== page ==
Leone & Keeble Inc., of Spokane, has landed a $10.6 million contract to renovate the Davenport School District's elementary school and to build a middle-school addition onto it.
The district, located about 36 miles west of Spokane, has operated with an elementary school that housed students in prekindergarten through sixth grade, and a combined junior and senior high school.
The project will expand and renovate the elementary school so it also can house seventh- and eighth-grade classes, says Jim Kowalkowski, Davenport school district superintendent.
He says the project, which is scheduled for completion in June 2012, will add about 23,000 square feet of floor space to the about 38,000-square-foot elementary school.
The school, located at 1101 Seventh Street, currently has 13 classrooms, but that number will be increased to 16, and the new middle-school wing will have nine classrooms, Kowalkowski says.
"We have big classes in the grade school. This project gives the school district space to absorb larger classes" as they move up to the high school, he says. The Davenport secondary school, located at 801 Seventh Street, was renovated about eight years ago, he says.
The elementary school project was designed by the Pullman, Wash., office of Design West Architects PA, of Meridian, Idaho.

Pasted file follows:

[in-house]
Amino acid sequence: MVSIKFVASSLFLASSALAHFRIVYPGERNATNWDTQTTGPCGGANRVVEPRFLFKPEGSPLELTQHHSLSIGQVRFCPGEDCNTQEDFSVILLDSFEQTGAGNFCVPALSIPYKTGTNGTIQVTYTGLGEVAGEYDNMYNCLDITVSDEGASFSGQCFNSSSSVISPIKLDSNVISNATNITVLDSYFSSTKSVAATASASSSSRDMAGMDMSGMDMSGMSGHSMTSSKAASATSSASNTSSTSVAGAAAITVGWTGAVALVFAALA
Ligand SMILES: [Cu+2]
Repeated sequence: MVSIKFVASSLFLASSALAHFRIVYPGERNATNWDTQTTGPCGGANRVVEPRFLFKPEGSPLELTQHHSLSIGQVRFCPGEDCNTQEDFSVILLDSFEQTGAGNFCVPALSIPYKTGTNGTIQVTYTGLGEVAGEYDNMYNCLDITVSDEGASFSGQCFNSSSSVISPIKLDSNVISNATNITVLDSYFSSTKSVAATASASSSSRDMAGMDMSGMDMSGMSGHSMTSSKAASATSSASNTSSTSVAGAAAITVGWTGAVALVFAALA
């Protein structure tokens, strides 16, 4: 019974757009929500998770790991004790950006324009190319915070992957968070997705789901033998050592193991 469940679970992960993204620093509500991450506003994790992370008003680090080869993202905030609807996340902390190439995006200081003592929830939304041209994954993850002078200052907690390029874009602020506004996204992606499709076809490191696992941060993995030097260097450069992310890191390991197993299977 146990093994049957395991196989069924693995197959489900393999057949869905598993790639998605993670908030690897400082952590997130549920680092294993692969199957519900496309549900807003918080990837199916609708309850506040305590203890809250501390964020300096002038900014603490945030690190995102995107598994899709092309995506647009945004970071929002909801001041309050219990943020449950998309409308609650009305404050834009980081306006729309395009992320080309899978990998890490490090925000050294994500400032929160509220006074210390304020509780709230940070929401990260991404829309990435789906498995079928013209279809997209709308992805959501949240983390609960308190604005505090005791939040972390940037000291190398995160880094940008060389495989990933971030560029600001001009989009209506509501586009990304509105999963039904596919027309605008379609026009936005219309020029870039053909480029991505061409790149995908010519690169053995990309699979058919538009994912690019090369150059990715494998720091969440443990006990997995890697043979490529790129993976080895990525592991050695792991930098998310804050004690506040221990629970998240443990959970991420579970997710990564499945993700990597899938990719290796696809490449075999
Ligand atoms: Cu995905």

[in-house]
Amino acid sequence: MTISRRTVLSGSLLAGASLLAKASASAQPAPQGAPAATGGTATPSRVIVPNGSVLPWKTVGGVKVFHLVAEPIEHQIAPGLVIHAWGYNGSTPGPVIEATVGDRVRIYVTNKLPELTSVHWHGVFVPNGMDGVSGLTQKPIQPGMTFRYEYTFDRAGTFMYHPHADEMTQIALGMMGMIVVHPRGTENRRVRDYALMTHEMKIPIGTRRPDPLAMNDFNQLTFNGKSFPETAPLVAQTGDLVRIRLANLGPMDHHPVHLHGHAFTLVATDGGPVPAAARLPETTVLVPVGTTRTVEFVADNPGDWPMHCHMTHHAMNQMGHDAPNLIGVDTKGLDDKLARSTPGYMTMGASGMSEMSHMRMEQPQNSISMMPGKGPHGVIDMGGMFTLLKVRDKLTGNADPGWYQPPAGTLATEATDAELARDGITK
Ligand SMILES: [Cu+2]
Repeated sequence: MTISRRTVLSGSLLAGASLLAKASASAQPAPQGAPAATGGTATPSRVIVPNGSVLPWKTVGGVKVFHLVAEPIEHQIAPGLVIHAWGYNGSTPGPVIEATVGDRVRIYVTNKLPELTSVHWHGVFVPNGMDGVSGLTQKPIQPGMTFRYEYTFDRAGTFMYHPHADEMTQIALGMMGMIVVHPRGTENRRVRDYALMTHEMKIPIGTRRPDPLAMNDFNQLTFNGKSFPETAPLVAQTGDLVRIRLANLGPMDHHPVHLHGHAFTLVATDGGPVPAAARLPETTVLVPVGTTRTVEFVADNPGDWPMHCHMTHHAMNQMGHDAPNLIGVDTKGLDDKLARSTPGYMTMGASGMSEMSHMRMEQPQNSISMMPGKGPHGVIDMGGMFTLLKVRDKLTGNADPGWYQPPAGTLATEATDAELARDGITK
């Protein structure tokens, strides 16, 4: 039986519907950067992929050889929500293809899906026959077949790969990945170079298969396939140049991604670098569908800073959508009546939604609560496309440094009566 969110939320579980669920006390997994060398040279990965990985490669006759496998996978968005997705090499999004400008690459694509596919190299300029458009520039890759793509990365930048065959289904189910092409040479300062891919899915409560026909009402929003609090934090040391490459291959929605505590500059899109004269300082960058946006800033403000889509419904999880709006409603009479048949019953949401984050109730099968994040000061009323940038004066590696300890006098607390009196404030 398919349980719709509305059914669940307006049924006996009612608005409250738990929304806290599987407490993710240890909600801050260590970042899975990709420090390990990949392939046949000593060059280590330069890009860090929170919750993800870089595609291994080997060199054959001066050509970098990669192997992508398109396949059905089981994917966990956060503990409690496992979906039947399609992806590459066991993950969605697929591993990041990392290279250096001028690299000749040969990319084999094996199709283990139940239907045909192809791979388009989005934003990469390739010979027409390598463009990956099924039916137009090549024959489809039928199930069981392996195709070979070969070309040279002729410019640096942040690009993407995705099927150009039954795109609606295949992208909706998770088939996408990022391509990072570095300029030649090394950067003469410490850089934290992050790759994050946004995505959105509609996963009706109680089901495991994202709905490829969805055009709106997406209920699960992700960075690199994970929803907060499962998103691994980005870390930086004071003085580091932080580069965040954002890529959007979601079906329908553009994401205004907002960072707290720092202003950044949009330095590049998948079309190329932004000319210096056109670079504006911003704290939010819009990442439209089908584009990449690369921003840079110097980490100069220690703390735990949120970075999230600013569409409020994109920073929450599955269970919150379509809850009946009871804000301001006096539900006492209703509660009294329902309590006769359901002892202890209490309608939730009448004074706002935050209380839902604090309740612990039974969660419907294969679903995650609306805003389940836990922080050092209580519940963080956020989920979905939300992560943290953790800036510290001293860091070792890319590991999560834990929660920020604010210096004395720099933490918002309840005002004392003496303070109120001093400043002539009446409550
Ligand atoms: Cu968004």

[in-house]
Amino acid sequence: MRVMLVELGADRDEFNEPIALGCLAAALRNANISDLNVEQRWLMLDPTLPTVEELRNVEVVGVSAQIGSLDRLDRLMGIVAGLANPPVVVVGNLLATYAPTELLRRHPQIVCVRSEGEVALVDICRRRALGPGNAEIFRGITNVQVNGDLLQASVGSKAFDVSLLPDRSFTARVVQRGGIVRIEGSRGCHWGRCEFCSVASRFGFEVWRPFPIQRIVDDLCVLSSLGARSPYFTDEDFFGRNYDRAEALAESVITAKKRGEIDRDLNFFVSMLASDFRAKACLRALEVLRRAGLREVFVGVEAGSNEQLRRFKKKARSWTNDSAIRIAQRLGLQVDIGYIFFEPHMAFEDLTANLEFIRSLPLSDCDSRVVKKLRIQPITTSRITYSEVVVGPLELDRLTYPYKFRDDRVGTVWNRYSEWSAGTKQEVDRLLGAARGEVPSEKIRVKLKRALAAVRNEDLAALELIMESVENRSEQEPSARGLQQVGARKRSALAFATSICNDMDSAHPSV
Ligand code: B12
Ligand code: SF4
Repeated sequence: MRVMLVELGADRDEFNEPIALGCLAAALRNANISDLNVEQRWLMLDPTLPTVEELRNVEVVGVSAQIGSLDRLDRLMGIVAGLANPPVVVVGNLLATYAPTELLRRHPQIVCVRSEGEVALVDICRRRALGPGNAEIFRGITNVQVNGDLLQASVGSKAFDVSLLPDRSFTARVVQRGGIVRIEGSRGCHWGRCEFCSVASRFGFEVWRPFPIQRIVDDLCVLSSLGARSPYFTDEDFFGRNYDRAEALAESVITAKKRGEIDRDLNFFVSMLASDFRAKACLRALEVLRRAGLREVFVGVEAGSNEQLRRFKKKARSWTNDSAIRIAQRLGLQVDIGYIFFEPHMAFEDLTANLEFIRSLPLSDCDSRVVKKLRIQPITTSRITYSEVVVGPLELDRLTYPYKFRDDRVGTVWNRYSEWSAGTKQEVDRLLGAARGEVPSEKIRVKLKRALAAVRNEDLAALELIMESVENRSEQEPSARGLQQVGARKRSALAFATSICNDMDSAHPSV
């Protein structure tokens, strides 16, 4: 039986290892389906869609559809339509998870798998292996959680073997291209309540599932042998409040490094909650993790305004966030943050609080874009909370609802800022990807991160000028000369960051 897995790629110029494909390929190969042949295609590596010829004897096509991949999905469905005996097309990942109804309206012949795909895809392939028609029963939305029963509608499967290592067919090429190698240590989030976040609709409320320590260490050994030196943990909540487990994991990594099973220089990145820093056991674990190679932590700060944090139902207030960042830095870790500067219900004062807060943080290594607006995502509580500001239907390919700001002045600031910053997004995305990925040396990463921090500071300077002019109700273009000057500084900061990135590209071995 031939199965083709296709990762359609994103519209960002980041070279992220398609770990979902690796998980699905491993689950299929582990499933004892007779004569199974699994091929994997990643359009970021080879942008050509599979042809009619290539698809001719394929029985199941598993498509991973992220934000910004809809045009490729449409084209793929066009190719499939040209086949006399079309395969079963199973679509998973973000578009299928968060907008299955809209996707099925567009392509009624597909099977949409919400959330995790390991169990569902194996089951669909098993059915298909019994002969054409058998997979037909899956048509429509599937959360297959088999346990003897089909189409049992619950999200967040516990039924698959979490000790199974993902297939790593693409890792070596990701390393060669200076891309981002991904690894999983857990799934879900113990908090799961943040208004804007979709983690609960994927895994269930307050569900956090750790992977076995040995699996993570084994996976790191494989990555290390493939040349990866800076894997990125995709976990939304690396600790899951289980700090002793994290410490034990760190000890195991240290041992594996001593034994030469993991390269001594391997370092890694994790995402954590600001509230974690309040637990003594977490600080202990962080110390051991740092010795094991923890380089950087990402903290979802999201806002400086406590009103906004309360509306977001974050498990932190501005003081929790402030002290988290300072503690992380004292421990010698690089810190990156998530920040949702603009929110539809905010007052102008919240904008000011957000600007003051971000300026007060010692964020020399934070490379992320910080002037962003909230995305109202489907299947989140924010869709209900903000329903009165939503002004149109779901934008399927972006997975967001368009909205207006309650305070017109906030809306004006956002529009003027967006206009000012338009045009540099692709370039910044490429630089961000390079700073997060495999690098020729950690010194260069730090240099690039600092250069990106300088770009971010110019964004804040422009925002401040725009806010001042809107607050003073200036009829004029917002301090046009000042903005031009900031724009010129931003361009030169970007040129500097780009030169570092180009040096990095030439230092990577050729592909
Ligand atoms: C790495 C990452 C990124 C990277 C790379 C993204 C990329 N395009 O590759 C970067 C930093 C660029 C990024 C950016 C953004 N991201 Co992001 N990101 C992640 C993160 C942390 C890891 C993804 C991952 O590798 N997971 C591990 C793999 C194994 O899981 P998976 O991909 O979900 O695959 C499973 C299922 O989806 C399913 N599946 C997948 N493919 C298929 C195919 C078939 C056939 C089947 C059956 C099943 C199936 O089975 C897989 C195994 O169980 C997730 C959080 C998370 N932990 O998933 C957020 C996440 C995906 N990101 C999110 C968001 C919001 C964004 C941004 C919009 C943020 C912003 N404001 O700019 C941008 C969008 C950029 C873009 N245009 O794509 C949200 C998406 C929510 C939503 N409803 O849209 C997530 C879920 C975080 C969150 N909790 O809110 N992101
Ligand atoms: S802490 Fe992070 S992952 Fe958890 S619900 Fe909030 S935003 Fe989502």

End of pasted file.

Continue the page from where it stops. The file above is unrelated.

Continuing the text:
Leone & Keeble is expected to begin work on the project at the end of August, says Kowalkowski. During the first year of the project, the contractor will construct the middle-school addition and a new gymnasium, and classes won't be impacted significantly during that stage of work, Kowalkowski says. During the 2011-2012 school year, elementary classes will be moved to the new middle school wing and four portable classrooms. The elementary school, built in 1948, then will be gutted down to the weight-bearing walls and renovated, he says.
The renovation will include new heating, ventilation and air-conditioning systems, plumbing, wiring, and energy-efficient windows. Classrooms will have mounted video projectors connected to the teachers' computers and ceiling speakers, Kowalkowski says.
Leone & Keeble's base bid totaled $8.9 million. Its bid suggested 21 additional alternate projects, such as a track on the playfield and bleachers in the gymnasium, he says. All but three of those alternate projects were awarded, bringing the contract up to $10.6 million.
The total project, estimated at $14.3 million, will be paid for with a $7.3 million school bond approved by Davenport voters and with a matching grant from the Washington state Office of the Superintendent of Public Instruction, Kowalkowski says.
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